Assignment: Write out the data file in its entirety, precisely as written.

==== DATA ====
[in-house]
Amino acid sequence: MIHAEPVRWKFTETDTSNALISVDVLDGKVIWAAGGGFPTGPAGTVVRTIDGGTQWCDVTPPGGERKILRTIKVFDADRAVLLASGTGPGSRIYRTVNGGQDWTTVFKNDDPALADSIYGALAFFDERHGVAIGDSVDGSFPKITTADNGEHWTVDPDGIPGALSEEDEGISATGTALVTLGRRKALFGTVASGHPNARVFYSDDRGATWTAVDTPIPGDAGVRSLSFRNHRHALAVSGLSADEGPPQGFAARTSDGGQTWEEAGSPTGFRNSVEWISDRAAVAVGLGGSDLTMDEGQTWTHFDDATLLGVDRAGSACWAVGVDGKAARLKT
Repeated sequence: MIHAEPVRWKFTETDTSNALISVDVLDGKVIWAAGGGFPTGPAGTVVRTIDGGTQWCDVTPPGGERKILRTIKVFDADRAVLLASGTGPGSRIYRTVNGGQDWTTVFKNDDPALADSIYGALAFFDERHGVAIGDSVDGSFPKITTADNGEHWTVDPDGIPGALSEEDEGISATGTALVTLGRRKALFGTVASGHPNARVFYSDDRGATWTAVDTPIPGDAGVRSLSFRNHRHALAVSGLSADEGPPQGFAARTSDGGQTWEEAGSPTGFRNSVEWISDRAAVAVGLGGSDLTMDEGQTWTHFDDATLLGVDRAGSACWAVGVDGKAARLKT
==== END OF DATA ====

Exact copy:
[in-house]
Amino acid sequence: MIHAEPVRWKFTETDTSNALISVDVLDGKVIWAAGGGFPTGPAGTVVRTIDGGTQWCDVTPPGGERKILRTIKVFDADRAVLLASGTGPGSRIYRTVNGGQDWTTVFKNDDPALADSIYGALAFFDERHGVAIGDSVDGSFPKITTADNGEHWTVDPDGIPGALSEEDEGISATGTALVTLGRRKALFGTVASGHPNARVFYSDDRGATWTAVDTPIPGDAGVRSLSFRNHRHALAVSGLSADEGPPQGFAARTSDGGQTWEEAGSPTGFRNSVEWISDRAAVAVGLGGSDLTMDEGQTWTHFDDATLLGVDRAGSACWAVGVDGKAARLKT
Repeated sequence: MIHAEPVRWKFTETDTSNALISVDVLDGKVIWAAGGGFPTGPAGTVVRTIDGGTQWCDVTPPGGERKILRTIKVFDADRAVLLASGTGPGSRIYRTVNGGQDWTTVFKNDDPALADSIYGALAFFDERHGVAIGDSVDGSFPKITTADNGEHWTVDPDGIPGALSEEDEGISATGTALVTLGRRKALFGTVASGHPNARVFYSDDRGATWTAVDTPIPGDAGVRSLSFRNHRHALAVSGLSADEGPPQGFAARTSDGGQTWEEAGSPTGFRNSVEWISDRAAVAVGLGGSDLTMDEGQTWTHFDDATLLGVDRAGSACWAVGVDGKAARLKT